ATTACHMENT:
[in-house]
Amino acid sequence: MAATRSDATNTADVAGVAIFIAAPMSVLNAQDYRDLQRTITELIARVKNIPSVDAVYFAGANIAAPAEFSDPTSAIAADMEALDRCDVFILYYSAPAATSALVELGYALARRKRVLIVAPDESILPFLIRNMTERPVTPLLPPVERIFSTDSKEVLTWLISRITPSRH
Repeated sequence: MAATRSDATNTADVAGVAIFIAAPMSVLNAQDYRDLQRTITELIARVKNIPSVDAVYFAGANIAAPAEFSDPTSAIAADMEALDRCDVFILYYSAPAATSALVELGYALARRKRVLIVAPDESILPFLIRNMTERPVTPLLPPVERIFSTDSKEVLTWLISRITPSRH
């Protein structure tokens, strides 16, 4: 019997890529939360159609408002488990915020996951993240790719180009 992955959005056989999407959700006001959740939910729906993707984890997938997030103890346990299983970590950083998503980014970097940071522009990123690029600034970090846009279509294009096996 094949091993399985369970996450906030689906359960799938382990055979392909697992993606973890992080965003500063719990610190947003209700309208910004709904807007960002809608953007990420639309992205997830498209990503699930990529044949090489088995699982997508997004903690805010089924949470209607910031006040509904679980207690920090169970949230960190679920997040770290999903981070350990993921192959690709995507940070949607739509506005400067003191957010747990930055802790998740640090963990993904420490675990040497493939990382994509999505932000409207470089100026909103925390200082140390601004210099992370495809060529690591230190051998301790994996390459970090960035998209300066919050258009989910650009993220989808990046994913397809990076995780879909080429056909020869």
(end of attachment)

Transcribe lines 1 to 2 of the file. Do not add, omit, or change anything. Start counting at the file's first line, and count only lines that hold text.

[in-house]
Amino acid sequence: MAATRSDATNTADVAGVAIFIAAPMSVLNAQDYRDLQRTITELIARVKNIPSVDAVYFAGANIAAPAEFSDPTSAIAADMEALDRCDVFILYYSAPAATSALVELGYALARRKRVLIVAPDESILPFLIRNMTERPVTPLLPPVERIFSTDSKEVLTWLISRITPSRH